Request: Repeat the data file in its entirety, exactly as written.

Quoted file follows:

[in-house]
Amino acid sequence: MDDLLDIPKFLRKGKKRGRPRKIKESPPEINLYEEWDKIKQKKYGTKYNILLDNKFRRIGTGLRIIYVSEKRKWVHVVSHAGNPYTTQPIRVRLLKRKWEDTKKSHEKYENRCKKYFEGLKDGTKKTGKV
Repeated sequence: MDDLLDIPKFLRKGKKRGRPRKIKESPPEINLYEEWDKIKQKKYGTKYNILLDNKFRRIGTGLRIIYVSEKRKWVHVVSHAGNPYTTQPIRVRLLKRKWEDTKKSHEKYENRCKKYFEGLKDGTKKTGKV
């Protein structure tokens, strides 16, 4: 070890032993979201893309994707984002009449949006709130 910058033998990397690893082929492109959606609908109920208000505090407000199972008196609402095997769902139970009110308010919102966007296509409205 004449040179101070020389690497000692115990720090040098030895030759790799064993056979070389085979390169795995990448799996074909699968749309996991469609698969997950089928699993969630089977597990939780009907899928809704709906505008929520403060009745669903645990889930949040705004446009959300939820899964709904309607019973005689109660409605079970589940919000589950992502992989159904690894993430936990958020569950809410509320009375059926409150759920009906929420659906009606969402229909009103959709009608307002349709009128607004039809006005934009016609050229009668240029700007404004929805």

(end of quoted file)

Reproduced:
[in-house]
Amino acid sequence: MDDLLDIPKFLRKGKKRGRPRKIKESPPEINLYEEWDKIKQKKYGTKYNILLDNKFRRIGTGLRIIYVSEKRKWVHVVSHAGNPYTTQPIRVRLLKRKWEDTKKSHEKYENRCKKYFEGLKDGTKKTGKV
Repeated sequence: MDDLLDIPKFLRKGKKRGRPRKIKESPPEINLYEEWDKIKQKKYGTKYNILLDNKFRRIGTGLRIIYVSEKRKWVHVVSHAGNPYTTQPIRVRLLKRKWEDTKKSHEKYENRCKKYFEGLKDGTKKTGKV
């Protein structure tokens, strides 16, 4: 070890032993979201893309994707984002009449949006709130 910058033998990397690893082929492109959606609908109920208000505090407000199972008196609402095997769902139970009110308010919102966007296509409205 004449040179101070020389690497000692115990720090040098030895030759790799064993056979070389085979390169795995990448799996074909699968749309996991469609698969997950089928699993969630089977597990939780009907899928809704709906505008929520403060009745669903645990889930949040705004446009959300939820899964709904309607019973005689109660409605079970589940919000589950992502992989159904690894993430936990958020569950809410509320009375059926409150759920009906929420659906009606969402229909009103959709009608307002349709009128607004039809006005934009016609050229009668240029700007404004929805």